Health and social care leaders across Leeds have welcomed the findings of a report which praises the strength of health and care services in the city.
Published today (Friday 21/12/2018) by the Care Quality Commission (CQC), the report outlines the strengths of the system in meeting the needs of local people and communities, and praises the partnership commitment to making Leeds the best city for health and wellbeing.
CQC looked at the experiences of local people as they flow through the health and care system, starting with what happens to help people stay at home, the experiences of those that require hospital treatment, through to the reablement support provided to older people to help them regain independence in their normal place of residence. It also looked at support available for older people living with dementia.
Councillor Rebecca Charlwood, Chair of Leeds Health and Wellbeing Board and Executive Member for Health, Wellbeing and Adults, said of the report findings:
“CQC have praised our approaches to preventative care and supporting self-management, which is helping improve the health of older people in Leeds, and helping them stay at home. This is in part thanks to a vibrant voluntary, community and social enterprise sector – funded by the Council and the Clinical Commissioning Group – which is helping reduce social isolation and loneliness. It also as a result of the positive work going on in relation to asset-based community development, helping to build connections between local people and empowering people to take action on things that are important to them
“The report also highly praises our city-wide governance and partnerships, recognising the strength of Elected Members and council officials working as equal partners with health services and with the voluntary, community and social enterprise sector.”
“Together we are committed to working in partnership with local people, to make Leeds the best city for health and wellbeing, and improve the health of the poorest the fastest. This report shows there is much good practice in Leeds, and that we are well-placed to achieve our ambitions.”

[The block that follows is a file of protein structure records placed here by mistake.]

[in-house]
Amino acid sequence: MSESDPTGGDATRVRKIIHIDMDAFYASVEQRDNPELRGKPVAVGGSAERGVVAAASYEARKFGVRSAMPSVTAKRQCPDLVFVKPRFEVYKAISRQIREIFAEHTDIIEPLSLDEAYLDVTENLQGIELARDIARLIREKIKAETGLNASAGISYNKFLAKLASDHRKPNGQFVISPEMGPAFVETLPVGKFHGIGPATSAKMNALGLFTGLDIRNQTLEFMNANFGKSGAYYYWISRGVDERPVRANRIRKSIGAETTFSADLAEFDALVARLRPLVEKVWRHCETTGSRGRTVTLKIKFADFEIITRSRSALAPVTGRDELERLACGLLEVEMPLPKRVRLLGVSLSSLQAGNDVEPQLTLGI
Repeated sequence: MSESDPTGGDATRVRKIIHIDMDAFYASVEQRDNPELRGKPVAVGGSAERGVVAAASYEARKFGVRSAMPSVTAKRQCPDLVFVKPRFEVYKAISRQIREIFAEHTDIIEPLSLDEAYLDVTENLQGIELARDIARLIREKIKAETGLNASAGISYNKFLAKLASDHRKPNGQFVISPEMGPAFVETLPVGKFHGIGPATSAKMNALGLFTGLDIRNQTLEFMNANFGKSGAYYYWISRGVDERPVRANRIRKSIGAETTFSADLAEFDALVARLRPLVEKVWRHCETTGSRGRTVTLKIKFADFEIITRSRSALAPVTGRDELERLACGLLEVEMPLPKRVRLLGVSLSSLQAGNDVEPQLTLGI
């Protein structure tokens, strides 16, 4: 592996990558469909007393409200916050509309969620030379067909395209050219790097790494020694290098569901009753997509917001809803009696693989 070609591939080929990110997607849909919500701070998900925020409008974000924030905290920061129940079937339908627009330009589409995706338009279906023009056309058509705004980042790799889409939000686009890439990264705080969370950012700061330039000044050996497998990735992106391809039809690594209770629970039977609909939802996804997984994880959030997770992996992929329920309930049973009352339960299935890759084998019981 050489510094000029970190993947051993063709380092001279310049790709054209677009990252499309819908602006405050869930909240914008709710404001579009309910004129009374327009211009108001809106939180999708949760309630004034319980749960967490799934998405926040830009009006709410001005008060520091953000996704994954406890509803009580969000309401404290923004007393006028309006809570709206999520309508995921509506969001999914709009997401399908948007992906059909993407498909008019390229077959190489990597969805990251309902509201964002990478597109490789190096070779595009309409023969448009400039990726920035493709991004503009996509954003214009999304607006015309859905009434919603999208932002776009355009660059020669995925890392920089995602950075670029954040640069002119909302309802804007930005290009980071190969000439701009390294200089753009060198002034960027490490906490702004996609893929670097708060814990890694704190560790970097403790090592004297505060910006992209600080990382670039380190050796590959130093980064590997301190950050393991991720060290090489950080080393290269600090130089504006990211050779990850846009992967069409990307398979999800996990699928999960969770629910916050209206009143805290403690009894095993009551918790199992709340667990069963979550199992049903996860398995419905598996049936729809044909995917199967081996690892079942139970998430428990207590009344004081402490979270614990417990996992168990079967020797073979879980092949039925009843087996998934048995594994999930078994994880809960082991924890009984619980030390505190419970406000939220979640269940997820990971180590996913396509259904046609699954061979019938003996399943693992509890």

The report is published following a Local System Review, one of a number of targeted CQC reviews taking place across the country, which are looking at how hospitals, community health services, GP practices, care homes and homecare agencies work together to provide seamless care.
CQC came to Leeds because they were concerned that when older people attended hospital there were higher rates of admissions than the England average. When people were in hospital they were also concerned that they had a higher average length of stay.
Jim Barwick, Chief Executive, Leeds General Practice Confederation, added:
“Reducing length of stay in hospital requires a whole system approach, and the CQC have highlighted areas that we need to focus to improve this. For example, there is more we can do to utilise the invaluable role that GPs play in local communities, and strengthen their support in care homes, to improve the health and care of older people.”
Julian Hartley, Chief Executive of Leeds Teaching Hospital NHS Trust, said:
“We know that hospital is not always the most appropriate place for older people to be. We are committed to ensuring that patients are able to go home or to another care facility as soon as they ready and able to do so.”
“We know we need to improve our discharge processes for our patients. As a partnership, we have already been working on simplifying the discharge process to make it easier for patients and staff to understand, and help patients to be cared for in the right place for their individual needs every time. This in turn will help relieve pressure on our hospitals which are often incredibly busy.”
“When patients are discharged from hospital, teams across the city work together to ensure they are provided with the right support at home. This includes services such as reablement and Neighbourhood Teams, which helps people to recover and regain their independence more quickly. We receive great feedback about patients’ experiences of services like this so we know that it is important we make the most of what it can offer.”
Other areas that CQC highlighted as good practice in Leeds include the support available for people living with dementia, the investment in joined-up services in local communities, and the strong relationships between frontline workers helping put patients at the heart of health and care. However, they said Leeds needs to plan better to ensure it has the right workforce to take forward these approaches.
Councillor Rebecca Charlwood added:
“I welcome the external review, which highly praises our joined-up approach to driving forward improvements, and our priorities outlined in the Leeds Health and Wellbeing Strategy and the Health and Care Plan.”
“But there is clearly work to be done to improve services, which require a partnership response. Therefore, the Leeds Health and Wellbeing Board will use the findings of the report to challenge health and care services to deliver improvements for the people of Leeds.”
The report has been published on (21/12/2018), and can be found at: www.cqc.org.uk/local-systems-review - https://www.cqc.org.uk/sites/default/files/20181219_local_system_review_leeds.pdf (PDF)
Notes to editors
The Leeds Health and Wellbeing Board is a group of senior representatives from organisations across Leeds, including Leeds City Council, the NHS, the third sector and Healthwatch. It exists to improve the health and wellbeing of people in Leeds and to join up health and care services.